Have you ever wondered how your life would have been altered if at point A you had turned left instead of right? Would you have been happier or not? If you had a chance for a world-class “do over,” would you choose to go back to improve on your own life or pick a different life altogether, perhaps in a totally different time and place? I have always been fascinated by such questions, which led me to start a new series that’s all about second chances (the first two books to be released together in January).
If you’ve been following my progress, you already know something about the novels themselves. Each novel has a unique hero/heroine and story: Ben Lewis is a minor league baseball player and Hope O’Neil is a Austen-obsessed college student, and their choices take them on radically different adventures. But today I wanted to tell you a little about what they have in common; I want to introduce you to Cora, Poindexter, and a mysterious, who-knows-where place called The Crossroads Center.
“It would be a charming introduction for you, who have lived so secluded a life; and I could immediately secure you some of the best society in the place. A line from me would bring you a little host of acquaintance…” (Emma, chapter 32)
Cora and Poindexter are the slightly off-beat directors of The Crossroads Center, where they are in the business of giving out second chances. It’s usually dire circumstances that bring new clients their way (certainly true of both Ben and Hope), and then it’s their job to assist these down-on-their-luck people to sort out what to do next. With their help, Ben decides to turn back the clock a few years to take another shot at his dream (read blurb here). Hope turns the clock back even further, to 1809, trading in what she had before for and Austen kind of life (read more here).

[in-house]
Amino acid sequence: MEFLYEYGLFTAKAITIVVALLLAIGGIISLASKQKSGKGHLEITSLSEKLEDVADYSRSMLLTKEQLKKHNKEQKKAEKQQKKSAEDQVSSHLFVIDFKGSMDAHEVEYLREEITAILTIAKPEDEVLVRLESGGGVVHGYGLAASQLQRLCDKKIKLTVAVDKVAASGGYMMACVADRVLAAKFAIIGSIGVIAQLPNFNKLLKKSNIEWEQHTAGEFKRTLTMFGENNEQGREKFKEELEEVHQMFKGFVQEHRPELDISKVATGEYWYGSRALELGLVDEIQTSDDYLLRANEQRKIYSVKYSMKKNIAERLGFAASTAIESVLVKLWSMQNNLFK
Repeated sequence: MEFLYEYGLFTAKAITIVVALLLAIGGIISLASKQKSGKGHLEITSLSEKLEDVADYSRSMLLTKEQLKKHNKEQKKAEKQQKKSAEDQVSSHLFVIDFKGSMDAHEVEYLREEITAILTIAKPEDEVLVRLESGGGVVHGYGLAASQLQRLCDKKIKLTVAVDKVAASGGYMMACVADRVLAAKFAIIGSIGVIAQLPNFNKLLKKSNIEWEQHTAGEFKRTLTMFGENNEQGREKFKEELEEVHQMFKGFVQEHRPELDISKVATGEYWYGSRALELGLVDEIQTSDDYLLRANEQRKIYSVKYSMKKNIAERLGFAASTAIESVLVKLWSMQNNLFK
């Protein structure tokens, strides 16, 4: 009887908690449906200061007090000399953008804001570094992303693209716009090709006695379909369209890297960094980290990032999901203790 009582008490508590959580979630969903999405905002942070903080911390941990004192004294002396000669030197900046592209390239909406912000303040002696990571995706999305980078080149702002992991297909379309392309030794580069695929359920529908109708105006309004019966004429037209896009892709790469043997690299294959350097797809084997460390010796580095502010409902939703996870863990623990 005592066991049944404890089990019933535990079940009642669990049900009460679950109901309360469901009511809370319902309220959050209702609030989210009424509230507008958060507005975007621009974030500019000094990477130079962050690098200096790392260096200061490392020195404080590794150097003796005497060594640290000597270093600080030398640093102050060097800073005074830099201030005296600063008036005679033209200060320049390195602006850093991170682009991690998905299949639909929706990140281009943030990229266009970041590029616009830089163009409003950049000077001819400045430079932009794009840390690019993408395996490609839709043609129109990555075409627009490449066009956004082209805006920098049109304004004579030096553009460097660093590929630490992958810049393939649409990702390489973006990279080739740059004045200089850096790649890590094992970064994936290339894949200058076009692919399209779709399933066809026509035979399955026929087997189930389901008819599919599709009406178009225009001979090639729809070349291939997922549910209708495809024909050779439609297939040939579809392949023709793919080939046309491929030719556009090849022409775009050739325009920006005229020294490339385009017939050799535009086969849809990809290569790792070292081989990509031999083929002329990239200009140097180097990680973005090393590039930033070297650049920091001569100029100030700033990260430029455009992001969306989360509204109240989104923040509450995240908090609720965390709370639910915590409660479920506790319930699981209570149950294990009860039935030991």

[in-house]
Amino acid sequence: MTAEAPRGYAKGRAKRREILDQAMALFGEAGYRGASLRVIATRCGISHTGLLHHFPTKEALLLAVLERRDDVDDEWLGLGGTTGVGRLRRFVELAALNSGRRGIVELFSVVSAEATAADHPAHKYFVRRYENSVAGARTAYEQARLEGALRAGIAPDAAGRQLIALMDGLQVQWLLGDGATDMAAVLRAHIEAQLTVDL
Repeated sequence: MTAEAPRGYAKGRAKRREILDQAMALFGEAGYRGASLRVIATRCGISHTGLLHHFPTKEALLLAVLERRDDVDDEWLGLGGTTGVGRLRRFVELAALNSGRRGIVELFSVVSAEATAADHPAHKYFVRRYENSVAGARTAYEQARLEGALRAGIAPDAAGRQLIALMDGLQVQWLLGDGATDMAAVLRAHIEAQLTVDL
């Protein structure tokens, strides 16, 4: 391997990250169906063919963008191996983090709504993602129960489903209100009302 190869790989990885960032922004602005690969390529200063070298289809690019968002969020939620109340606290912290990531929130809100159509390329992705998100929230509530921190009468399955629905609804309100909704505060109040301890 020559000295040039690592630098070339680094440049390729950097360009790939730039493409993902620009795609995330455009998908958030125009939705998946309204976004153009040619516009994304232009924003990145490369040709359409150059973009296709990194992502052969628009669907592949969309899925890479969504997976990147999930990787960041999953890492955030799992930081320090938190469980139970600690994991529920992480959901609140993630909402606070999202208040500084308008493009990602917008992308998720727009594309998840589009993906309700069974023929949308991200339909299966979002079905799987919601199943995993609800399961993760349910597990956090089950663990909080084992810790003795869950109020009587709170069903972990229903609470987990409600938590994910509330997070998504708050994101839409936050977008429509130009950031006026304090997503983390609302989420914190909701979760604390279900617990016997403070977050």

There are probably going to be about a dozen clients at Crossroads at any one time, all of them trying to decide what to do with their second chances and interacting with each other along the way. Ben and Hope meet there, since their time at Crossroads overlaps. In fact, I chose Hope as the heroine of the second novel because of her appearance during Ben’s story. Each successive book will star someone you met in the previous one. (Maybe I’ll even take votes for who gets the next story!)
But what about the enigmatic Cora and Poindexter? I said I was going to tell you about them, but that’s not easy because nobody seems to know exactly where they came from, what their relationship is, or even what they really look like. Just as with Jane Austen, no photographs exist and descriptions vary. Poindexter, who always wears white, puts Hope in mind of Colonel Sanders. Ben, who doesn’t get along as well with him, says Poindexter reminds him of a former pet albino rat named Roscoe. No consensus there! Cora is either a middle-aged brunette or a young, gorgeous blonde, depending on whom you ask. But one thing is for sure, she has a very quirky (even outrageous) fashion sense.
While heroes/heroines come and go, Cora and Pointexter are the constant, carry-over element in this series, so as the series continues there will be many chances to get to know them better – a little more with each new book. For now, I’ll leave you with this glimpse of them from the prologue of Ben’s story, Leap of Faith: